GM and Toyota launched their joint auto plant where GM’s work force had been at its worst. Here’s what happened next. And why.
In Spring 2010, New United Motor Manufacturing Inc., the famed joint venture experiment by Toyota Motor Corp. and General Motors Co., will close its doors. As someone who was there at its launch and witnessed a striking story of phenomenal company culture reinvention, I am often asked: “What did you really do to change the culture at NUMMI so dramatically, so quickly?”
I could answer the question from high altitude by simply saying, “We instituted the Toyota production and management systems.” But in the end that doesn’t explain much. A better way to answer is to describe more specifically what we actually did that resulted in turning the once dysfunctional disaster — GM’s Fremont, California, plant — into a model manufacturing plant with the very same workers.
And describing what we did, and what worked so profoundly, says some interesting things about what “culture” is in the first place.
Backstory: Why NUMMI Began, and How It Fared
The Leading Question
How can managers change the culture of their organization?
- Start by changing what people do rather than how they think.
- “It’s easier to act your way to a new way of thinking than to think your way to a new way of acting.”
- Give employees the means by which they can successfully do their jobs.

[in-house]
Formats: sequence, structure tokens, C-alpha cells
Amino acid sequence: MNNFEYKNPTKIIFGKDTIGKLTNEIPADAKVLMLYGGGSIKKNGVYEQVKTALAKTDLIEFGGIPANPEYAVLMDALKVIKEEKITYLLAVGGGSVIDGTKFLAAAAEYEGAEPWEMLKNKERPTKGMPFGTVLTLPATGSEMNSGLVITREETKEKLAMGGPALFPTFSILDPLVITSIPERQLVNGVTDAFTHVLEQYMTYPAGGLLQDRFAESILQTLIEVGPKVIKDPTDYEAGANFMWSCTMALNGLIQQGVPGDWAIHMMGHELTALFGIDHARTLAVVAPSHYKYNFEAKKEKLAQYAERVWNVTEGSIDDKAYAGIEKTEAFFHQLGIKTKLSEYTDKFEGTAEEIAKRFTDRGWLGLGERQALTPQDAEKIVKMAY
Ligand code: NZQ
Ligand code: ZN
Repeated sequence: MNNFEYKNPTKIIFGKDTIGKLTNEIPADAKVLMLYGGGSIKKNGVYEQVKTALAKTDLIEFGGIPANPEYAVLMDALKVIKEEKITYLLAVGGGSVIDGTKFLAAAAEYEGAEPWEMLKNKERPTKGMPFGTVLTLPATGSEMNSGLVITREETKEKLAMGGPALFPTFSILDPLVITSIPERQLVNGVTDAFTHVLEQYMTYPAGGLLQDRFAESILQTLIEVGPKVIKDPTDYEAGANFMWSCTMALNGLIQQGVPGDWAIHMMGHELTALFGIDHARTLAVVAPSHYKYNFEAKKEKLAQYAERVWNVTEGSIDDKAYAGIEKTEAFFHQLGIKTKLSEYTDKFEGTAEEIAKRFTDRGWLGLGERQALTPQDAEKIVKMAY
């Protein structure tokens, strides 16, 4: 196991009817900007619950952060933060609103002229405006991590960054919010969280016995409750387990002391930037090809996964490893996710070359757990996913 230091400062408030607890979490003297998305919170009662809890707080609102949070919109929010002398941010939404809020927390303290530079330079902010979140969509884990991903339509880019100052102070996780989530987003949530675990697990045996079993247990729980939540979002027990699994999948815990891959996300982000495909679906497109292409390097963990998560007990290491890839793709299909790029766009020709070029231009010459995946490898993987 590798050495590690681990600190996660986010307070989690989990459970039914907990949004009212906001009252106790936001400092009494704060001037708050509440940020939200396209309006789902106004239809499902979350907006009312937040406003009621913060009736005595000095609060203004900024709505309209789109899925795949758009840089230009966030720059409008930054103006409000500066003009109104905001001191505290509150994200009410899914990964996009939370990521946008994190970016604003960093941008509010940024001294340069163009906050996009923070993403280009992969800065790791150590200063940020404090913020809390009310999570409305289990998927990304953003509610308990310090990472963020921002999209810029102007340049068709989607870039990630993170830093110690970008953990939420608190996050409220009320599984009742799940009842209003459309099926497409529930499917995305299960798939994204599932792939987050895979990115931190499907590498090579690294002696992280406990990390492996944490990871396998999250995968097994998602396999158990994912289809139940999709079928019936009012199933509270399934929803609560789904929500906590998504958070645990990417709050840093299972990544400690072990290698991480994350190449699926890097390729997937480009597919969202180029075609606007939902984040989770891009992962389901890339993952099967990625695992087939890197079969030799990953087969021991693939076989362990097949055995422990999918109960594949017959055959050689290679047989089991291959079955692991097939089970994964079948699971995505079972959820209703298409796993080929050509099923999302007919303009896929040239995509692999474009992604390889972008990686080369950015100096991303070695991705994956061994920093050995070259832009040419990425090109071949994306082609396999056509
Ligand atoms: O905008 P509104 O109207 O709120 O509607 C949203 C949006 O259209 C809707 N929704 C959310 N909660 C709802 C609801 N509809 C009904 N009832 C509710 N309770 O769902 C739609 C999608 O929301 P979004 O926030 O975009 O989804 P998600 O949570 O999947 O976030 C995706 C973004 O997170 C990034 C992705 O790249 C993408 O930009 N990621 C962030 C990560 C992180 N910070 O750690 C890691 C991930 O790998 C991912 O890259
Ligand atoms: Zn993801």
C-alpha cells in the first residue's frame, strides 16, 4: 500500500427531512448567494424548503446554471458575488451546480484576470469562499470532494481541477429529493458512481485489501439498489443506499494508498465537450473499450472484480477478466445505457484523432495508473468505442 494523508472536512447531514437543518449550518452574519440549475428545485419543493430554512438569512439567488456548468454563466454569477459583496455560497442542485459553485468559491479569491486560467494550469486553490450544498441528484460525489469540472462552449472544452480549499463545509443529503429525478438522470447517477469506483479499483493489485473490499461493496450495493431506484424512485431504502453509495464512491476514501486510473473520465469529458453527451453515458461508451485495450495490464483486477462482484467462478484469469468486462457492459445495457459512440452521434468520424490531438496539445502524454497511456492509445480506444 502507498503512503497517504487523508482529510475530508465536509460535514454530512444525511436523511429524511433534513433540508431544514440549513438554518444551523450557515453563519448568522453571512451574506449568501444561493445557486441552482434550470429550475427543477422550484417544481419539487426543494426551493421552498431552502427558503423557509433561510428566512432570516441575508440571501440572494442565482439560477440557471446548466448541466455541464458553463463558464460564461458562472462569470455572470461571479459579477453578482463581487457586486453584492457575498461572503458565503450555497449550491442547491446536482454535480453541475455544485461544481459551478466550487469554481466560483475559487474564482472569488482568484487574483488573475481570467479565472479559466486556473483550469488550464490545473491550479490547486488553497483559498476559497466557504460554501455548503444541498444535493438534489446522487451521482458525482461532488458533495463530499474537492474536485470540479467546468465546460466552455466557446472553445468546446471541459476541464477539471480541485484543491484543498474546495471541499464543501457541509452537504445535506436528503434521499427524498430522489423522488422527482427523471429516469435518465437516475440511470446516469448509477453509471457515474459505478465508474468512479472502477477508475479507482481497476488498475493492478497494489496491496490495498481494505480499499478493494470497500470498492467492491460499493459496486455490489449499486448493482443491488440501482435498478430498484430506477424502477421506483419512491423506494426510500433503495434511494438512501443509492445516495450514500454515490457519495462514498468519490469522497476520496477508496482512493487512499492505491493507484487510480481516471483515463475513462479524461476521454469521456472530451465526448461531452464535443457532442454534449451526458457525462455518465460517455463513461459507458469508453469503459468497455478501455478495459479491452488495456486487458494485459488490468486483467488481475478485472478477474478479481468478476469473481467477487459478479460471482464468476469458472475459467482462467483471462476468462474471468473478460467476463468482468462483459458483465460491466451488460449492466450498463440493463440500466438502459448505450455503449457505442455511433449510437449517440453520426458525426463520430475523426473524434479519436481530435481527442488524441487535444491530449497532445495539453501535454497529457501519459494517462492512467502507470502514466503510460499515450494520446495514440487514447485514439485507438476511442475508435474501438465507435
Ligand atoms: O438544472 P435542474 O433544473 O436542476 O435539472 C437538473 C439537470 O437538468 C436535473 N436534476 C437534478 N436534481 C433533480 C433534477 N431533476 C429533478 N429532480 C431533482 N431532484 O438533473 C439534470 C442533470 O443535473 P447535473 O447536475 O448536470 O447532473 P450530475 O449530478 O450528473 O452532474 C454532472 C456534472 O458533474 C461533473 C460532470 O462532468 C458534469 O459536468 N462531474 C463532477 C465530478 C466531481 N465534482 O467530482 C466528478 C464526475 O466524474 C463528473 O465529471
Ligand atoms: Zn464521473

- Recognize that the way that problems are treated reflects your corporate culture.
Toyota hired me in late 1983 to work on the Toyota side of its new venture with GM. I was assigned to a newly formed group at the company’s Toyota City headquarters in Japan to develop and deliver training programs to support its impending overseas expansion. All of this was just happening. NUMMI didn’t even have a name yet. The agreement with the United Auto Workers union was yet to be signed. There weren’t yet any employees of NUMMI, nor even any managers. NUMMI wasn’t successful; it wasn’t famous. It was just a dream.
Why was the joint venture attempted? GM, for its part, had a few very tangible business objectives that it thought NUMMI could address. It didn’t know how to make a small car profitably. It wanted to put an idle plant and work force back on line.